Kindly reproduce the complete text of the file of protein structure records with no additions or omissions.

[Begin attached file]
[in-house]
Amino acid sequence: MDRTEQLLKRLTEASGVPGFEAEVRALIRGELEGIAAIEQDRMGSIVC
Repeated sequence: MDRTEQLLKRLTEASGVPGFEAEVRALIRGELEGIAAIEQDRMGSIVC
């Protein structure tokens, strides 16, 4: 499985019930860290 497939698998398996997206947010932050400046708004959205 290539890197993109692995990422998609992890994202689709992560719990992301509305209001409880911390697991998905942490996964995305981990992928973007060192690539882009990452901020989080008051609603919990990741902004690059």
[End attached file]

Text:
[in-house]
Amino acid sequence: MDRTEQLLKRLTEASGVPGFEAEVRALIRGELEGIAAIEQDRMGSIVC
Repeated sequence: MDRTEQLLKRLTEASGVPGFEAEVRALIRGELEGIAAIEQDRMGSIVC
């Protein structure tokens, strides 16, 4: 499985019930860290 497939698998398996997206947010932050400046708004959205 290539890197993109692995990422998609992890994202689709992560719990992301509305209001409880911390697991998905942490996964995305981990992928973007060192690539882009990452901020989080008051609603919990990741902004690059």